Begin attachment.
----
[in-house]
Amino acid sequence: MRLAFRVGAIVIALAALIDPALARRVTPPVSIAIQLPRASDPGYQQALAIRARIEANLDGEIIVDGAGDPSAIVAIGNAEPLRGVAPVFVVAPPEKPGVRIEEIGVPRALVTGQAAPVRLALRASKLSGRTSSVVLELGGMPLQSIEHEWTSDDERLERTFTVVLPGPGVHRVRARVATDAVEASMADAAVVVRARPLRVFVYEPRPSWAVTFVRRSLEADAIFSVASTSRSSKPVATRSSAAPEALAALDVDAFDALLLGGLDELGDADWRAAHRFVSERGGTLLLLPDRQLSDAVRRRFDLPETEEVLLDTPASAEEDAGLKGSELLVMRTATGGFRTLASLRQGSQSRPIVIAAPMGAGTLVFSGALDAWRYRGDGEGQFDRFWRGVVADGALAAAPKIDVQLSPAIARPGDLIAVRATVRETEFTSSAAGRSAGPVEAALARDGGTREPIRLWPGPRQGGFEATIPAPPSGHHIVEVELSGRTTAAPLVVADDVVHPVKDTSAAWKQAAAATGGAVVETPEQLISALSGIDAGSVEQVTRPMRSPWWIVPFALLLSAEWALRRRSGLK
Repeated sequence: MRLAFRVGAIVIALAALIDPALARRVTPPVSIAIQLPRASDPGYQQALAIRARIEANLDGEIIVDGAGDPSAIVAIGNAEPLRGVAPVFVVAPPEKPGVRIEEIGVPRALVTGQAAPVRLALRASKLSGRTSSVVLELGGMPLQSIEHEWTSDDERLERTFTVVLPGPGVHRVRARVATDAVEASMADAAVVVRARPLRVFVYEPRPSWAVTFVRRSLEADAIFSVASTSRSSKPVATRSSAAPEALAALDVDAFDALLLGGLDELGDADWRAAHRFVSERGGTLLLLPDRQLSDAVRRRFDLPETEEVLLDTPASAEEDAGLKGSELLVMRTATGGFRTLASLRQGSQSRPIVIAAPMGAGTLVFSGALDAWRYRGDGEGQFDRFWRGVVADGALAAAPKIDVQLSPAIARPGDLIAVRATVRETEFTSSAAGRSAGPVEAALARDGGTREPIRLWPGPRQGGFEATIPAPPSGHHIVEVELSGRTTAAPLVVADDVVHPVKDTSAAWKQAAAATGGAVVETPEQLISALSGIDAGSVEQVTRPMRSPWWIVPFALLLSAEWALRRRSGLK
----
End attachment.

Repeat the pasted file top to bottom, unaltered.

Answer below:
[in-house]
Amino acid sequence: MRLAFRVGAIVIALAALIDPALARRVTPPVSIAIQLPRASDPGYQQALAIRARIEANLDGEIIVDGAGDPSAIVAIGNAEPLRGVAPVFVVAPPEKPGVRIEEIGVPRALVTGQAAPVRLALRASKLSGRTSSVVLELGGMPLQSIEHEWTSDDERLERTFTVVLPGPGVHRVRARVATDAVEASMADAAVVVRARPLRVFVYEPRPSWAVTFVRRSLEADAIFSVASTSRSSKPVATRSSAAPEALAALDVDAFDALLLGGLDELGDADWRAAHRFVSERGGTLLLLPDRQLSDAVRRRFDLPETEEVLLDTPASAEEDAGLKGSELLVMRTATGGFRTLASLRQGSQSRPIVIAAPMGAGTLVFSGALDAWRYRGDGEGQFDRFWRGVVADGALAAAPKIDVQLSPAIARPGDLIAVRATVRETEFTSSAAGRSAGPVEAALARDGGTREPIRLWPGPRQGGFEATIPAPPSGHHIVEVELSGRTTAAPLVVADDVVHPVKDTSAAWKQAAAATGGAVVETPEQLISALSGIDAGSVEQVTRPMRSPWWIVPFALLLSAEWALRRRSGLK
Repeated sequence: MRLAFRVGAIVIALAALIDPALARRVTPPVSIAIQLPRASDPGYQQALAIRARIEANLDGEIIVDGAGDPSAIVAIGNAEPLRGVAPVFVVAPPEKPGVRIEEIGVPRALVTGQAAPVRLALRASKLSGRTSSVVLELGGMPLQSIEHEWTSDDERLERTFTVVLPGPGVHRVRARVATDAVEASMADAAVVVRARPLRVFVYEPRPSWAVTFVRRSLEADAIFSVASTSRSSKPVATRSSAAPEALAALDVDAFDALLLGGLDELGDADWRAAHRFVSERGGTLLLLPDRQLSDAVRRRFDLPETEEVLLDTPASAEEDAGLKGSELLVMRTATGGFRTLASLRQGSQSRPIVIAAPMGAGTLVFSGALDAWRYRGDGEGQFDRFWRGVVADGALAAAPKIDVQLSPAIARPGDLIAVRATVRETEFTSSAAGRSAGPVEAALARDGGTREPIRLWPGPRQGGFEATIPAPPSGHHIVEVELSGRTTAAPLVVADDVVHPVKDTSAAWKQAAAATGGAVVETPEQLISALSGIDAGSVEQVTRPMRSPWWIVPFALLLSAEWALRRRSGLK